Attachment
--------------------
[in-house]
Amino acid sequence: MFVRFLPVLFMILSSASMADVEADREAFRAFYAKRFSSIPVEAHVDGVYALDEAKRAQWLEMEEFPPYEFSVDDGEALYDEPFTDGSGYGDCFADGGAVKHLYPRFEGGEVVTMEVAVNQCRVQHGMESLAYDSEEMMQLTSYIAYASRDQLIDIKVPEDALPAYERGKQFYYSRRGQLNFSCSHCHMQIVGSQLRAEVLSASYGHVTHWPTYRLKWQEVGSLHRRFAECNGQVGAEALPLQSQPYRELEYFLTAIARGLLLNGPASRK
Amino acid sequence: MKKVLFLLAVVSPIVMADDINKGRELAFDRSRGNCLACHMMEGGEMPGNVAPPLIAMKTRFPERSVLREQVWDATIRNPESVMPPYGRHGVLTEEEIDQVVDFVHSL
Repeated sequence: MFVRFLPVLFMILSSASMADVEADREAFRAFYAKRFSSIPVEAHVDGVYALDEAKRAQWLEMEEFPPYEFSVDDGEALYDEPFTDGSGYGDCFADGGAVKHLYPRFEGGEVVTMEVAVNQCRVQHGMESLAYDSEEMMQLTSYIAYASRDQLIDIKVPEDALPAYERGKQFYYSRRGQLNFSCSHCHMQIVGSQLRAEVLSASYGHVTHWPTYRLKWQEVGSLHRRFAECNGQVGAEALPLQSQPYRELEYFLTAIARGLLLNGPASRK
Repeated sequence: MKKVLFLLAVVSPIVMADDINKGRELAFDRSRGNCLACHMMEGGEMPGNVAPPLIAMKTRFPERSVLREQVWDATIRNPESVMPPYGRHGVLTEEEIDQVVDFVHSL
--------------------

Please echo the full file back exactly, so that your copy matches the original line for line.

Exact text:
[in-house]
Amino acid sequence: MFVRFLPVLFMILSSASMADVEADREAFRAFYAKRFSSIPVEAHVDGVYALDEAKRAQWLEMEEFPPYEFSVDDGEALYDEPFTDGSGYGDCFADGGAVKHLYPRFEGGEVVTMEVAVNQCRVQHGMESLAYDSEEMMQLTSYIAYASRDQLIDIKVPEDALPAYERGKQFYYSRRGQLNFSCSHCHMQIVGSQLRAEVLSASYGHVTHWPTYRLKWQEVGSLHRRFAECNGQVGAEALPLQSQPYRELEYFLTAIARGLLLNGPASRK
Amino acid sequence: MKKVLFLLAVVSPIVMADDINKGRELAFDRSRGNCLACHMMEGGEMPGNVAPPLIAMKTRFPERSVLREQVWDATIRNPESVMPPYGRHGVLTEEEIDQVVDFVHSL
Repeated sequence: MFVRFLPVLFMILSSASMADVEADREAFRAFYAKRFSSIPVEAHVDGVYALDEAKRAQWLEMEEFPPYEFSVDDGEALYDEPFTDGSGYGDCFADGGAVKHLYPRFEGGEVVTMEVAVNQCRVQHGMESLAYDSEEMMQLTSYIAYASRDQLIDIKVPEDALPAYERGKQFYYSRRGQLNFSCSHCHMQIVGSQLRAEVLSASYGHVTHWPTYRLKWQEVGSLHRRFAECNGQVGAEALPLQSQPYRELEYFLTAIARGLLLNGPASRK
Repeated sequence: MKKVLFLLAVVSPIVMADDINKGRELAFDRSRGNCLACHMMEGGEMPGNVAPPLIAMKTRFPERSVLREQVWDATIRNPESVMPPYGRHGVLTEEEIDQVVDFVHSL